The pathway that a simple 25K monomer takes to produce such a complex but regular structure as shown above is must start with simple dimer formation between two monomers. Figure \(\PageIndex{6}\) below shows an interactive iCn3D model of a the normal conformation of a λ6a light chain dimer (6mg4). The λ6a light chain variant is more prone to aggregate to form fibrils.

    lambda-6A light chain dimer (6mg4).png

    NIH_NCBI_iCn3D_Banner.svg Figure \(\PageIndex{6}\): Full-length human lambda-6A light chain dimer showing IgG fold domains (6mg4). (Copyright; author via source).
    Click the image for a popup or use this external link:

    One light chain in the dimer is shown in blue, with one IgG fold domain in light blue and the other in dark blue. The other light in the dimer is shown in shades of magenta to show the two domains. Normally the light chains don't form dimers but rather associate with heavy chains to form full IgG antibodies. If not associated with a heavy chain, free light chains will form dimers, which can alter conformation and form amyloid fibrils.

    Figure \(\PageIndex{7}\) below shows an interactive iCn3D model of the AL amyloid fibril from a lambda 3 light chain in conformation A (6Z1O). Each separate monomer is again shown in a different color.


    NIH_NCBI_iCn3D_Banner.svg Figure \(\PageIndex{7}\): AL amyloid fibril from a lambda 3 light chain in conformation A (6Z1O). (Copyright; author via source).
    Click the image for a popup or use this external link:

    The Figure \(\PageIndex{8}\) below shows a comparison of the secondary structures of the native conformation of the light chain and those found in the two different fibrilar forms (A and B) of the amyloid fibrils (panel a). Remember that each light chains has two IgG domains, each having two sets of β-sheets containing 3-5 antiparallel β-strands).

    Figure \(\PageIndex{8}\): Secondary structure and folding of the fibril proteins. Lynn Radamaker et al. Nat Commun 12, 875 (2021). . Creative Commons Attribution 4.0 International License

    Panel b shows the alignment of six fibrilar light chains proteins in conformation A. Panel c shows the trace of the backbones and the local environment of the side chains in a single light chain from the fibrilar A conformation. It shows cross-β-sheets interactions with parallel, hydrogen bonds across strands. Note the disulfide at connecting Cys 22 and Cys 87 on adjacent stands. The circles show surface side chains. Note that they enriched in green (polar) and blue/red (basic/acidic) with some hydrophobic patches (example V10-L14). Some are pair such as D24 and R28. Panel D shows the electrostatic surface of a single light chain from the fibrialar A conformation with red indicating negative and blue positive.

    Alzheimers' Disease (AD)

    This disease accounts for 60-80% of dementia cases. Brains in Alzheimers' patients have amyloid deposits of the amyloid beta (Aβ) protein as well as aggregates of a protein called tau. The origin of this disease is not fully resolved. Some believe aggregates of the amyloid beta protein cause the disease. Other suspect the the role of tau in forming tau bundles. Still others suggest an infectious disease agent (more on that later). Irrespective of the fundamental cause, aggregates of the amyloid beta protein are neurotoxic and at minimum correlative if not causative of the disease.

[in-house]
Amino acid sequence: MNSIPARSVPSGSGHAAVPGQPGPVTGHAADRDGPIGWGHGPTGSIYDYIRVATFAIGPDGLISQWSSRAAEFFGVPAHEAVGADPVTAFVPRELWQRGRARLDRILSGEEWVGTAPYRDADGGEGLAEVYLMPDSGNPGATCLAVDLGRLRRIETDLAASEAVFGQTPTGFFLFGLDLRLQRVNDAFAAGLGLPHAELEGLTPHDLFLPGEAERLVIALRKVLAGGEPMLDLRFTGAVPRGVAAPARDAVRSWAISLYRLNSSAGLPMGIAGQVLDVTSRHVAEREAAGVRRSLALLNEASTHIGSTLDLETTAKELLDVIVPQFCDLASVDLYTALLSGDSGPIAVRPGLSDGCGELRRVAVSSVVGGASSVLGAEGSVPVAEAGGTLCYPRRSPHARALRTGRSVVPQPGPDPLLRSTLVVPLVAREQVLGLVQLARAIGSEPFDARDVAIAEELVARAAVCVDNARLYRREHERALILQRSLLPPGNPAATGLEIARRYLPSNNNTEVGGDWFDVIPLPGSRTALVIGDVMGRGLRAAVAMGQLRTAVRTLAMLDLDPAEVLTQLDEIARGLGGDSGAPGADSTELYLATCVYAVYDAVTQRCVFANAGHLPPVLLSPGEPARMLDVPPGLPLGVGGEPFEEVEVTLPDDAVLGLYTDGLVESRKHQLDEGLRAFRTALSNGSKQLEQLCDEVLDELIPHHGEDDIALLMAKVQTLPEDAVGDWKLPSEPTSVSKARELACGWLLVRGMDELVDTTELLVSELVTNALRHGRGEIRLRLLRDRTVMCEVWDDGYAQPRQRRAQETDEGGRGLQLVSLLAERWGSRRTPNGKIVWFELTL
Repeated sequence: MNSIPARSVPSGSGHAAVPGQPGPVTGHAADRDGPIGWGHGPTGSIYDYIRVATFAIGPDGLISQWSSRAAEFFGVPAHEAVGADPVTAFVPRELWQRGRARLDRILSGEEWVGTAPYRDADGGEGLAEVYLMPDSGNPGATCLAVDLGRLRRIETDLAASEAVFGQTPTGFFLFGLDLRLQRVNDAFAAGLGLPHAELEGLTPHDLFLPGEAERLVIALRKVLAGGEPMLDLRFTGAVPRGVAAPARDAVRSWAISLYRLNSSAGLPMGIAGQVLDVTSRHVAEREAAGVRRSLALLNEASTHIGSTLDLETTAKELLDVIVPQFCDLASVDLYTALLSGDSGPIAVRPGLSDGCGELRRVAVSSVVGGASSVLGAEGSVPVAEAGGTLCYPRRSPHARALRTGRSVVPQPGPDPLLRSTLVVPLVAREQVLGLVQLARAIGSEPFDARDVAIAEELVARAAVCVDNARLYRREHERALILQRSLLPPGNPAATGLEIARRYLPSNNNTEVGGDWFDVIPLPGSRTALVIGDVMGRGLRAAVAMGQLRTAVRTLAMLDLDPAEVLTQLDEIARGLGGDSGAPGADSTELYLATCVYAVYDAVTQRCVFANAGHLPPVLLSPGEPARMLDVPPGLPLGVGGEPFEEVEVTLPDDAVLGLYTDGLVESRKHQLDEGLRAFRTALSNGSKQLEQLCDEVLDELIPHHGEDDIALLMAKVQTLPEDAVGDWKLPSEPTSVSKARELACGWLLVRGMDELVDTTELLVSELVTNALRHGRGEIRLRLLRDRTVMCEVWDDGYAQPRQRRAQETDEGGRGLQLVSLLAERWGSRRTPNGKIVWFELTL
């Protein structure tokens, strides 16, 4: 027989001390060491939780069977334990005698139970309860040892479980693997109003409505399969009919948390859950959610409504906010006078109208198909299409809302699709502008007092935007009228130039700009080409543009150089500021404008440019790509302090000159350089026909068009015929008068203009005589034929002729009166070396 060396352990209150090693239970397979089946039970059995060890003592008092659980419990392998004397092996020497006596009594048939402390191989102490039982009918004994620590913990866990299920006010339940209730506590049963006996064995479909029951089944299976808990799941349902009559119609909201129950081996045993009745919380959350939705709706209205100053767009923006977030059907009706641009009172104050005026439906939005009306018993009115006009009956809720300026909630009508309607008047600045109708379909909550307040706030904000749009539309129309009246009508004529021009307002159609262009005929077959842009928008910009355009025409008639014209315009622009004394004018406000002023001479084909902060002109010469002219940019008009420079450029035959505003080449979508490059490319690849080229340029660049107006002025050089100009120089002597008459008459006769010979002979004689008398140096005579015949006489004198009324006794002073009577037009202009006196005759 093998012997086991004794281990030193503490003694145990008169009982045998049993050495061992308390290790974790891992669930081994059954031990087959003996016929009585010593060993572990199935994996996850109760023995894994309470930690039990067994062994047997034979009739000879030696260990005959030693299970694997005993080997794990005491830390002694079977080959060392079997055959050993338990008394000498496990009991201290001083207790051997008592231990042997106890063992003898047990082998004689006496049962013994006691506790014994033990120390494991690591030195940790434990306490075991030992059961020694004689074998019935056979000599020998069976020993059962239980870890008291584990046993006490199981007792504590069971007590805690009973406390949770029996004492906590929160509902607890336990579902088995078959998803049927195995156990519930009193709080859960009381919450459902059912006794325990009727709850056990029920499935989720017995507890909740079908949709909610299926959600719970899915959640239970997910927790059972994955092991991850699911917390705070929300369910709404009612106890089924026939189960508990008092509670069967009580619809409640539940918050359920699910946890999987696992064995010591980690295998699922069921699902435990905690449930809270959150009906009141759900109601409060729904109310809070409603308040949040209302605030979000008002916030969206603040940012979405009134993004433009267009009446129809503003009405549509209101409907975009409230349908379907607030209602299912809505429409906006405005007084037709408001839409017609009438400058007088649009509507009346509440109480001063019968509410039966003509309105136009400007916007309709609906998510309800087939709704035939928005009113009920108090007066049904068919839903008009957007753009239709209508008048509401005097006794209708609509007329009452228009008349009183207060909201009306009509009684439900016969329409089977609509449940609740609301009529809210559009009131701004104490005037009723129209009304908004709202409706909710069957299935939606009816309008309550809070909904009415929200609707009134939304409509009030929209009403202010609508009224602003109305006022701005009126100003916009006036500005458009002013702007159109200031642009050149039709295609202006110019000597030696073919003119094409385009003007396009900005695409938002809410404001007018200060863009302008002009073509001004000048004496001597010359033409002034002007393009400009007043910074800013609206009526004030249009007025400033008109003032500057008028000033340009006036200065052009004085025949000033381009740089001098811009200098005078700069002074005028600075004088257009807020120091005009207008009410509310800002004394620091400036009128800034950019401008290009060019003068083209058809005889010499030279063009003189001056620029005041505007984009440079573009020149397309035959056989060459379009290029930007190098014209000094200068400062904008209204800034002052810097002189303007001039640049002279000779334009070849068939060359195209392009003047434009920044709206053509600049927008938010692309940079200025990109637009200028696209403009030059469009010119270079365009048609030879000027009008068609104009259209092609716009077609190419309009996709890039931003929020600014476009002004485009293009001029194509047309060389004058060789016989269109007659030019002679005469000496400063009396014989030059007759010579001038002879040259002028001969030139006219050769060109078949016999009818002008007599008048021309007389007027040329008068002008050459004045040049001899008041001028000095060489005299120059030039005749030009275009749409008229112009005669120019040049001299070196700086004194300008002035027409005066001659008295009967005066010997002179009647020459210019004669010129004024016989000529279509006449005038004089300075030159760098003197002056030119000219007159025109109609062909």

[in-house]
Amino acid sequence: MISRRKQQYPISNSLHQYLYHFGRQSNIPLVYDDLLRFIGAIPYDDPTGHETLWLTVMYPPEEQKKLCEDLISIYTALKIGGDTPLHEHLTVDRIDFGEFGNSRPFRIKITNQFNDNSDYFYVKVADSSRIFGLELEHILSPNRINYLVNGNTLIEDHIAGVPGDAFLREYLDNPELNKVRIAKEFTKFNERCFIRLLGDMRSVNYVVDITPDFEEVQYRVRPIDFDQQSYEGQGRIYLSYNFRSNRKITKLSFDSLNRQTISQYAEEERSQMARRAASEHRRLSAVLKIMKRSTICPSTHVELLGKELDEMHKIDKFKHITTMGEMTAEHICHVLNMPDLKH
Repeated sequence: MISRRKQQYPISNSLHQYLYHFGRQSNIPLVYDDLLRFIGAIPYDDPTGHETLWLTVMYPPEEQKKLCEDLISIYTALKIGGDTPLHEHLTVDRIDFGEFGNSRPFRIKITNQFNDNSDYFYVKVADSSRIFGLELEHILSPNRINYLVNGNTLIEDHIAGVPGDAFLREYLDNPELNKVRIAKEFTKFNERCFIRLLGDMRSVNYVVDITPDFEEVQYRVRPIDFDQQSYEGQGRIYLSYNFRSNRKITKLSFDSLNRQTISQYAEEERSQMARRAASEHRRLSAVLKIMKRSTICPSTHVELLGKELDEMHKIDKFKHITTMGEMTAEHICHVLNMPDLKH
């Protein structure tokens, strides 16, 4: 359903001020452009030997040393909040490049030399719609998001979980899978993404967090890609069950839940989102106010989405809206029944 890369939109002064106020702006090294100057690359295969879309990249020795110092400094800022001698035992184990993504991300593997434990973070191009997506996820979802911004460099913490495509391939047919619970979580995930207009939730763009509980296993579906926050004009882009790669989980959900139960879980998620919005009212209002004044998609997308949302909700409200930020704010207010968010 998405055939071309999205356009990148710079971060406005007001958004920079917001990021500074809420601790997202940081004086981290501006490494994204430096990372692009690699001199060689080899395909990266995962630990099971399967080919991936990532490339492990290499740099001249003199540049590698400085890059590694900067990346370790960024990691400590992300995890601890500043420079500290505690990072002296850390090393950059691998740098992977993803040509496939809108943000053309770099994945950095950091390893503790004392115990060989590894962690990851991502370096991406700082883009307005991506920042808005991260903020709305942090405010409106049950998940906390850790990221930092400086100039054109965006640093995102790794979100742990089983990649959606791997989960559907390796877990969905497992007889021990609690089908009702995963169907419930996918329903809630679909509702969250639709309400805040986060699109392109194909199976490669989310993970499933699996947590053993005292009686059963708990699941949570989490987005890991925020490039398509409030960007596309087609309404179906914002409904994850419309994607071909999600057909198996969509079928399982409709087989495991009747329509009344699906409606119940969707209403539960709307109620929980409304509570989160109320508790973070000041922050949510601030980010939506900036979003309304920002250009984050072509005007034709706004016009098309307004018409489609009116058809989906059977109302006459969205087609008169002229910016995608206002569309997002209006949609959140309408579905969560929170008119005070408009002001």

The amyloid aggregates in Alzheimer's start with a change in a monomeric protein normally found in the membrane of neurons. The protein, called β-amyloid precursor protein (BAPP or simply APP), is a transmembrane protein. A slightly truncated, soluble form is also found secreted from cells and is found in extracellular fluid (such as cerebrospinal fluid and blood). The normal function of these APP proteins is not yet clear. An endoprotease cleaves a small 40-42 amino acid fragment from this protein named the amyloid beta (Aβ) protein. Figure \(\PageIndex{9}\) below shows the normal processing of the amyloid precursor protein APP (left) and the abnormal, amyloidogenic form (right).

    Figure \(\PageIndex{9}\): Processing of amyloid precursor protein (APP) in normal and abnormal conditions. Ristori et al. Front. Physiol., 27 August 2020 | Creative Commons Attribution License (CC BY).

    In a "normal" processing pathway, the proteases α- and γ-secretase release two variant peptides, soluble amyloid precursor protein cleaved by α-secretase (sAPPα) and p3 fragments, into the extracelluar environment, while in the amyloidogenic processing pathway, β- and γ-secretases release soluble amyloid precursor protein cleaved by β-secretase (sAPPβ) and β-amyloid (Aβ) peptides. Both pathways release the same intracelluar domain, AICD, which moves to the nucleus and acts as a transcription factor to regulate gene expression. The β-amyloid (Aβ) peptides aggregate to form the fibrilous aggregate plaque.

    It is the amyloid beta (Aβ) protein or a mutant form of it which aggregates to form beta-sheet containing fibrils in Alzheimer's disease. The NMR solution structure of the monomer amyloid beta-peptide (1-42) is shown in Figure \(\PageIndex{10}\) below. Note the absence of any beta structure.

    Figure \(\PageIndex{10}\): Solution structure of the amyloid beta-peptide (1-42) 6SZF.